1

If you are running on Mac, there is a -k option to tcpdump if you are using pktap interface, which dumps interface name among other useful metadata.

   -k     Control the display of packet metadata via an optional metadata_arg argument. This is useful when displaying packet saved in the
          pcap-ng file format or with interfaces that support the PKTAP data link type.

          By default, when the metadata_arg optional argument is not specified, any available packet metadata information is printed  out.

          The  metadata_arg  argument controls the display of specific packet metadata information using a flag word, where each character
          corresponds to a type of packet metadata as follows:

                 I     interface name (or interface ID)
                 N     process name
                 P     process ID
                 S     service class
                 D     direction
                 C     comment
                 U     process UUID (not shown by default)
                 A     display all types of metadata

          This is an Apple modification.
1

To add to Sebastian Haas's great bash script. I had to simplify his script since it failed in this line tcpdump -l $@ | sed 's/^/[Interface:'"${BASH_REMATCH[0]:2}"'] /' &.

While it is not as flexible as the original script, it is more likely to run in stripped down linux system.

#!/bin/sh
interfaces="eth0 ip6tnl1" # Interfaces list separated by whitespace
#===================================================================================
#
# FILE: dump-stripped.sh
# USAGE: dump.sh [tcpdump-parameters]
# DESCRIPTION: tcpdump on any interface and add the prefix [Interace:xy] in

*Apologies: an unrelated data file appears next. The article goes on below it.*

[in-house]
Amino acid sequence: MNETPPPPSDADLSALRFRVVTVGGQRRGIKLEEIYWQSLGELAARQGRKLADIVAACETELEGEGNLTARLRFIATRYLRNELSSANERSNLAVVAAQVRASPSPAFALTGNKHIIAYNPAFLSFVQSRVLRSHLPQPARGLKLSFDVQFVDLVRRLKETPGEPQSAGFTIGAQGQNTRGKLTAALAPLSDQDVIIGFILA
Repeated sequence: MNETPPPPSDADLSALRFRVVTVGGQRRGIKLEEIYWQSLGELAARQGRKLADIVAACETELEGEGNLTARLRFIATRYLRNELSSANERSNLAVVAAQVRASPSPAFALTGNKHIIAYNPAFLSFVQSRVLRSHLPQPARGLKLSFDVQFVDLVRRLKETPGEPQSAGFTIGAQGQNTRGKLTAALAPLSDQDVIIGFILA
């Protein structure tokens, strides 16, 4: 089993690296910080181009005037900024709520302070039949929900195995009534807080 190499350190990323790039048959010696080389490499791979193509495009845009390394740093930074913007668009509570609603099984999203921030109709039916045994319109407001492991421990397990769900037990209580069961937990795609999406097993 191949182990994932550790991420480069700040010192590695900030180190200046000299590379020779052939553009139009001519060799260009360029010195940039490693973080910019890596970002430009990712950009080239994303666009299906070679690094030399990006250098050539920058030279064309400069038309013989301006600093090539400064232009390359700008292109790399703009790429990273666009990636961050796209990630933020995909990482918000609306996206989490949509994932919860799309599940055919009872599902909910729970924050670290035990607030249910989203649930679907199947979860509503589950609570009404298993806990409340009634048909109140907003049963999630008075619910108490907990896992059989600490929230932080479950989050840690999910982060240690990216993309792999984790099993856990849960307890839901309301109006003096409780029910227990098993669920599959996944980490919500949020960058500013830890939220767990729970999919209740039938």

#               front of the dump data. Simplified to work in more limited env.
# OPTIONS: similar to tcpdump
# REQUIREMENTS: tcpdump, sed, ifconfig, kill, awk, grep, posix regex matching
# AUTHOR: Sebastian Haas (Stripped down By Brian Khuu)
#
#===================================================================================

# When this exits, exit all background processes:
trap 'kill $(jobs -p) &> /dev/null && sleep 0.2 &&  echo ' EXIT

# Create one tcpdump output per interface and add an identifier to the beginning of each line:
for interface in $interfaces;
do tcpdump -l -i $interface -nn $@ | sed 's/^/[Interface:'"$interface"'] /' 2>/dev/null & done;

# wait .. until CTRL+C
wait;

You may also be interested in the current github issue ticket regarding this feature omission in https://github.com/the-tcpdump-group/tcpdump/issues/296 .

0

Assuming this is on Linux, you could add an iptables rule to match the packet you are looking for and log it. Iptables log includes ingress and egress interfaces, among other things.

0
for interface in `ifconfig | grep '^[a-z0-9]' | awk '{print $1}'`;do echo $interface;tcpdump -i $interface -nn -c 25;done

Adjust -c as needed.

0

by modifying the interface detection line, you can eliminate the alias-address interfaces in linux. sample below..

for interface in $(ifconfig | grep '^[a-z0-9]' | awk '{print $1}')

changes to

for interface in $(ifconfig | grep flags | sed s/': '/' ~ '/g | grep -v : | awk '{print $1}')